Gen. Keane: Enemies Underestimate U.S.
The September 11 attacks were a “tactical victory” for
al Qaeda, but also a “strategic failure, because it will bring
about the complete destruction of their infrastructure,” said
Army Gen. John Keane.
“They believe we are vulnerable as a people, as a government
and as a military, to this kind of incursion, because they believe
we are morally weak,” Keane, the Army’s vice chief of
staff, said in a recent speech. “They have miscalculated about
this, ironically, similar to the same miscalculation that the Japanese
and the Germans made during World War II.”
The Germans, Keane said, “were almost flippant about the
United States military’s capabilities. They were caught up
in their own errors. The Japanese were also very arrogant in their
understanding of America,” he said.
“An unending series of Soviet leaders said the same thing
about America’s people and its resolve, not understanding
our government and our way of life here,” Keane said. The
same is true for “a series of thugs we’ve been dealing
with: Noriega in Panama, Saddam Hussein, and this latest thug Milosevic.
All of them used fear as a weapon, and in every case underestimated
America’s resolve to do something about it.”
Keane noted that the Army lost 75 people on 9/11, “which
is more people that I’ve lost in 36 years in any one fight
that we’ve been in.”
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Czech Republic Cancels Aircraft Procurement
Catastrophic floods throughout Europe—causing extensive property
damage throughout Slovakia, Germany and the Czech Republic—prompted
Czech Minister of Defense Jaroslav Tvrdik, to announce the likely
cancellation of the purchase of 24 Gripen fighters for the Czech
The approximately $3 billion in damages caused by the floods in
the Czech Republic has forced the government to rearrange its budgetary
priorities, said Petr Janousek, press officer at the Czech Embassy
in Washington, D.C.
The Gripen—made by Saab Aerospace, of Sweden and BAE Systems,
of the United Kingdom—would have replaced the Czech air force’s
current fleet of MiG-21s, slated to be retired by 2004, Janousek
said. If the Gripen deal is cancelled, the Czech government may
decide to upgrade the MiG fleet.
BAE and Saab have offered the Czechs a new deal to purchase a smaller
fleet of fighters.
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Directed Energy Viewed as ‘Transforming’
The United States must speed up development of directed-energy weapons,
to stay ahead of potential enemies, said retired Air Force Gen.
“Directed-energy weapons [such as lasers] will be the cornerstone
of America’s arsenal in the 21st century. … [They have]
the potential to become the single most transforming weapon,”
he told a conference sponsored by the Lexington Institute, a public
policy think tank.
He noted that further development is needed to make laser weapons
a reality, however. “We understand the physics; it’s
no longer an issue of technology. Now [the problem] is engineering,”
The ability to get laser weapons to the battlefield “will
be determined by our vision and determination,” he said.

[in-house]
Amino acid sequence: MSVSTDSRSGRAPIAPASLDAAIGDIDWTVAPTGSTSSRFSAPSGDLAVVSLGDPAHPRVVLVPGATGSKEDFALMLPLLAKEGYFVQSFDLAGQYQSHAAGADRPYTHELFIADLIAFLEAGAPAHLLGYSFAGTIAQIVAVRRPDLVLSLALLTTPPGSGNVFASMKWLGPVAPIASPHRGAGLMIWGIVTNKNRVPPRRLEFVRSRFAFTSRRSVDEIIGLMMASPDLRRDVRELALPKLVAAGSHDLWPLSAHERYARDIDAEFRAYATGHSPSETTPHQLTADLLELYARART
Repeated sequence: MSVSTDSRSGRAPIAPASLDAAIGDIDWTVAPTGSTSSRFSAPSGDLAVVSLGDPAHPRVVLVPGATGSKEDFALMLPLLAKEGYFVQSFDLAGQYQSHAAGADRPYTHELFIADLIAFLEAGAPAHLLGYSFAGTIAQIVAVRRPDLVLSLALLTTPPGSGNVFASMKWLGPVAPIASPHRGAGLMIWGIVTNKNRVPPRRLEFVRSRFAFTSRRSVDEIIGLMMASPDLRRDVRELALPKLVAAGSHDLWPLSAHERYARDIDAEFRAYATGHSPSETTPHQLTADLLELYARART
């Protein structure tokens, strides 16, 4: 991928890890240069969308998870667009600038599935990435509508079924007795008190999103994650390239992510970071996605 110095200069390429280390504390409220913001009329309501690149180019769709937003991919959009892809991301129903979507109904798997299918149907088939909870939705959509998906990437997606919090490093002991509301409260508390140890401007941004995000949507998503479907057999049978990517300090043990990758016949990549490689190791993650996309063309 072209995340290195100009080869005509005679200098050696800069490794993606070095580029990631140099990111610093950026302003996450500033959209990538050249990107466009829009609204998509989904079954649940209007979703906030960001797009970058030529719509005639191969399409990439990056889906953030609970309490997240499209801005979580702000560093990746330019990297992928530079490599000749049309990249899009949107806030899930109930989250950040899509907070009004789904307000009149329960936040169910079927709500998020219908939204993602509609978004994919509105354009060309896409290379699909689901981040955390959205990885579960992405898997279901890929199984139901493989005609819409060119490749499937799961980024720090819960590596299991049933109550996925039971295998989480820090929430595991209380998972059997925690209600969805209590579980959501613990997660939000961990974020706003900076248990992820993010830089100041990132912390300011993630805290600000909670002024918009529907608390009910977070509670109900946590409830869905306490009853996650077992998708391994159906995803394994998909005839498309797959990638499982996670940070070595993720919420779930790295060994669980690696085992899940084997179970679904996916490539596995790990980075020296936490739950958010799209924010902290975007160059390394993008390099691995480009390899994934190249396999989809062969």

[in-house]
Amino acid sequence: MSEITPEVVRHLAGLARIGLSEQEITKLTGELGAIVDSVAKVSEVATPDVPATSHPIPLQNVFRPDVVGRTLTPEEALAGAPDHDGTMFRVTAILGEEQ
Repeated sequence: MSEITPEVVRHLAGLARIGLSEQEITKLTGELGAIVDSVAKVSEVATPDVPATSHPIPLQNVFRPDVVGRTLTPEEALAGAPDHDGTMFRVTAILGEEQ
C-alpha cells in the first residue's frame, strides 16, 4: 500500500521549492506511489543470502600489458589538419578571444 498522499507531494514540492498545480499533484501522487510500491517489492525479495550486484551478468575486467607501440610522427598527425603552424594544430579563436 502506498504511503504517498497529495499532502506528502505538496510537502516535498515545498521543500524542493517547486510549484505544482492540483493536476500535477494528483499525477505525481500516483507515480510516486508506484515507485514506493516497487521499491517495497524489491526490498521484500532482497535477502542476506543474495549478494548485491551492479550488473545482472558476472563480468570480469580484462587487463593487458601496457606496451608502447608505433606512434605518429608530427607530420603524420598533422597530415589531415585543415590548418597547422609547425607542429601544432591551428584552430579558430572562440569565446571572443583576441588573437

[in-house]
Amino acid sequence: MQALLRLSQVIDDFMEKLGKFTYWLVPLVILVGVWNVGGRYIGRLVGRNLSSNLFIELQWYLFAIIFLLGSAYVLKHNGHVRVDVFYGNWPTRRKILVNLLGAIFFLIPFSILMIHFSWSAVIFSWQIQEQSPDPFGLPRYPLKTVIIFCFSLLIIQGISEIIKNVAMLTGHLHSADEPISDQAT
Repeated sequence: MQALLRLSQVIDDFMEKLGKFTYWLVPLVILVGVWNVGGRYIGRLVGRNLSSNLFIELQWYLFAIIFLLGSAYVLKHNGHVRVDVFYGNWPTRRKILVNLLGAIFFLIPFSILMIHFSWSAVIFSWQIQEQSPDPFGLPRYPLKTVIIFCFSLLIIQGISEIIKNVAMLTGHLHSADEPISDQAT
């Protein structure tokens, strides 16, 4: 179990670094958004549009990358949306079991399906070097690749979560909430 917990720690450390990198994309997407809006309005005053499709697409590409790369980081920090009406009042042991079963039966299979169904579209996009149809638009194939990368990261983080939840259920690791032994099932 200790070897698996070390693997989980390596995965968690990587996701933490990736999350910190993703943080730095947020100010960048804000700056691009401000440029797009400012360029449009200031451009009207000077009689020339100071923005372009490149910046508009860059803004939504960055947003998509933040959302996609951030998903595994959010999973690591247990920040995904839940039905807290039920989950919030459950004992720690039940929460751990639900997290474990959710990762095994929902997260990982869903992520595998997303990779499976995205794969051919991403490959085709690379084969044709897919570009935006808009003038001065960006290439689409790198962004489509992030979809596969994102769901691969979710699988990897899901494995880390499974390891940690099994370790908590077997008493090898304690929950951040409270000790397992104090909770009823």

Some non-lethal laser technologies have been tested in battle already,
Fogleman said. Lasers were employed as tactical aids in Somalia,
he said. In one instance, a laser was used as a spotlight to guide
troops in the dark. The laser, invisible to the naked eye, could
only be seen with night-vision goggles, he said.
Potential enemies of the United States are also investing in directed
energy, Fogleman said. “I’m not in the camp of people
who believe China is our enemy, but you can’t ignore their
potential. I am led to believe that the Chinese are very actively
working on these programs,” Fogleman said. Russia also had
an extensive research program in this area, and “they’ve
done a lot of work in the field of high-powered microwave.”
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U.S. Signs Anti-Terrorism Pact
An anti-terrorism agreement signed by Secretary of State Colin Powell
with the Association of Southeast Asian Nations (Asean), should
be viewed as a “landmark” document, because it is the
first of its kind encompassing the entire region, said Catharin
Dalpino, a foreign policy fellow at the Brookings Institution.
The pact calls for the parties to freeze the assets of terrorist
groups, strengthen intelligence sharing and improve border patrols.
The agreement “has even had a slight proliferation effect,”
said Dalpino. No sooner was it signed that Beijing proposed a similar
arrangement for the “Asean Plus Three group,” which
informally links Southeast Asia to China, South Korea and Japan,
However, Dalpino warned, the agreement is not a “cure-all”
for the region’s efforts in fighting terrorism. Issues of
concern for the U.S. government, she added, range “from porous
borders to leaders who fear that cracking down on extremists will
disturb a delicate balance within Muslim communities.”
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White House Advisor: ‘America’s Complacency Is Risky’
Philip Zelikow, a member of the president’s foreign intelligence
advisory board, said that the United States has become complacent
about al Qaeda, as it focuses on a possible war with Iraq. That
approach is risky, he said. “We are in a race against time,”
he told a symposium sponsored by the Brookings Institution.
Zelikow was a staff member at the National Security Council during
the first Bush administration. He currently is a professor at the
University of Virginia.
It should not take another terrorist attack to create the sense
of urgency that occurred after the 9/11 events, he said. “We
bought some time in our operations in Afghanistan; they don’t
have the same capability now. But I don’t know if we have
weeks or months,” he said.